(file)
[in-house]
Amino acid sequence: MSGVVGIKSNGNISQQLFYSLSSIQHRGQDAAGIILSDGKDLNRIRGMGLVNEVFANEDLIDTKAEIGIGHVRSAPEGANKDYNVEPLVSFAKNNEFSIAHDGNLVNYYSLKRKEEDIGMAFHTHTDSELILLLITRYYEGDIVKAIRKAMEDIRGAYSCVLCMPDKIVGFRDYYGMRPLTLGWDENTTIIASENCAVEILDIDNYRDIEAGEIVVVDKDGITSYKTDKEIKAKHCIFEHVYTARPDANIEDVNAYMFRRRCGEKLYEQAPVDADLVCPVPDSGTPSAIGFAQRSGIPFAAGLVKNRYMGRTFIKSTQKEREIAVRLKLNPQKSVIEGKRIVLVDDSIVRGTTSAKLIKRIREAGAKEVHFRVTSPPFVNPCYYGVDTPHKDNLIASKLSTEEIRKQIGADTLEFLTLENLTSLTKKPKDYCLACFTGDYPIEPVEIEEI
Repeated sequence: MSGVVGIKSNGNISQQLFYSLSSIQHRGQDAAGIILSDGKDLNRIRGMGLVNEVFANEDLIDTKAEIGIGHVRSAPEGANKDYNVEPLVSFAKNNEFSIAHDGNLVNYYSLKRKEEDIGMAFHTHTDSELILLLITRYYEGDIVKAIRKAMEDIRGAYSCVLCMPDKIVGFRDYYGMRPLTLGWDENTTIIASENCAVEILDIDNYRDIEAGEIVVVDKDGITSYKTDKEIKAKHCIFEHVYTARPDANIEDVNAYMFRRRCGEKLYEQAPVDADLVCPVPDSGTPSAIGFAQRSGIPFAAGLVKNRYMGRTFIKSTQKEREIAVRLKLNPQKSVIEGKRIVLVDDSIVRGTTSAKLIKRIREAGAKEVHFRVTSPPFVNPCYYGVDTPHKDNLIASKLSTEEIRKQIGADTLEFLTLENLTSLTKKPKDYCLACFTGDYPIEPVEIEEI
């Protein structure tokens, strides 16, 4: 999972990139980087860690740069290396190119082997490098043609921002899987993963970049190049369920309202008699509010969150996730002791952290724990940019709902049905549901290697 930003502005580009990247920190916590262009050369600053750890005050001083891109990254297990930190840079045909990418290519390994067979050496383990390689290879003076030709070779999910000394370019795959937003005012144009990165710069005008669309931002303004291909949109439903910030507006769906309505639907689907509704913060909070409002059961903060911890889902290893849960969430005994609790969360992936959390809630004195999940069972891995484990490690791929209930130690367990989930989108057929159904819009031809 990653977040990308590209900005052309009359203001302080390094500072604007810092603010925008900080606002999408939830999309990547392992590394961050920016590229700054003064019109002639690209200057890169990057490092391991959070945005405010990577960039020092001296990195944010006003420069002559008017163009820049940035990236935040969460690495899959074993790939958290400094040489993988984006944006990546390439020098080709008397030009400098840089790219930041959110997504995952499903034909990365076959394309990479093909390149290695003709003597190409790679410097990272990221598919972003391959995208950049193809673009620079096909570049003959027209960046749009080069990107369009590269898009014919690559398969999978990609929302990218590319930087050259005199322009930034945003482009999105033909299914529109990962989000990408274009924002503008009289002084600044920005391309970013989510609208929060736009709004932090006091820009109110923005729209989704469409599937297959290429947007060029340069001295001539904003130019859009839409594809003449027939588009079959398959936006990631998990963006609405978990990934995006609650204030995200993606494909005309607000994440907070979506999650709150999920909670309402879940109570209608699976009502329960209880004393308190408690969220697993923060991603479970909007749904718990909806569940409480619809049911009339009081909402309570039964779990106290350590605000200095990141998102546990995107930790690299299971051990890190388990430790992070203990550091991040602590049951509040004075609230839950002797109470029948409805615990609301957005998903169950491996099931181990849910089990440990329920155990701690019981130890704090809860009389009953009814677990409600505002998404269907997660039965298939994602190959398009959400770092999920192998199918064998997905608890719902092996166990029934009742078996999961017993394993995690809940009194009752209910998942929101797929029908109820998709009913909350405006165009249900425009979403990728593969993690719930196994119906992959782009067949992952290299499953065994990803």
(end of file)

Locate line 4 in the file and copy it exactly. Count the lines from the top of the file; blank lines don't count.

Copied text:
């Protein structure tokens, strides 16, 4: 999972990139980087860690740069290396190119082997490098043609921002899987993963970049190049369920309202008699509010969150996730002791952290724990940019709902049905549901290697 930003502005580009990247920190916590262009050369600053750890005050001083891109990254297990930190840079045909990418290519390994067979050496383990390689290879003076030709070779999910000394370019795959937003005012144009990165710069005008669309931002303004291909949109439903910030507006769906309505639907689907509704913060909070409002059961903060911890889902290893849960969430005994609790969360992936959390809630004195999940069972891995484990490690791929209930130690367990989930989108057929159904819009031809 990653977040990308590209900005052309009359203001302080390094500072604007810092603010925008900080606002999408939830999309990547392992590394961050920016590229700054003064019109002639690209200057890169990057490092391991959070945005405010990577960039020092001296990195944010006003420069002559008017163009820049940035990236935040969460690495899959074993790939958290400094040489993988984006944006990546390439020098080709008397030009400098840089790219930041959110997504995952499903034909990365076959394309990479093909390149290695003709003597190409790679410097990272990221598919972003391959995208950049193809673009620079096909570049003959027209960046749009080069990107369009590269898009014919690559398969999978990609929302990218590319930087050259005199322009930034945003482009999105033909299914529109990962989000990408274009924002503008009289002084600044920005391309970013989510609208929060736009709004932090006091820009109110923005729209989704469409599937297959290429947007060029340069001295001539904003130019859009839409594809003449027939588009079959398959936006990631998990963006609405978990990934995006609650204030995200993606494909005309607000994440907070979506999650709150999920909670309402879940109570209608699976009502329960209880004393308190408690969220697993923060991603479970909007749904718990909806569940409480619809049911009339009081909402309570039964779990106290350590605000200095990141998102546990995107930790690299299971051990890190388990430790992070203990550091991040602590049951509040004075609230839950002797109470029948409805615990609301957005998903169950491996099931181990849910089990440990329920155990701690019981130890704090809860009389009953009814677990409600505002998404269907997660039965298939994602190959398009959400770092999920192998199918064998997905608890719902092996166990029934009742078996999961017993394993995690809940009194009752209910998942929101797929029908109820998709009913909350405006165009249900425009979403990728593969993690719930196994119906992959782009067949992952290299499953065994990803």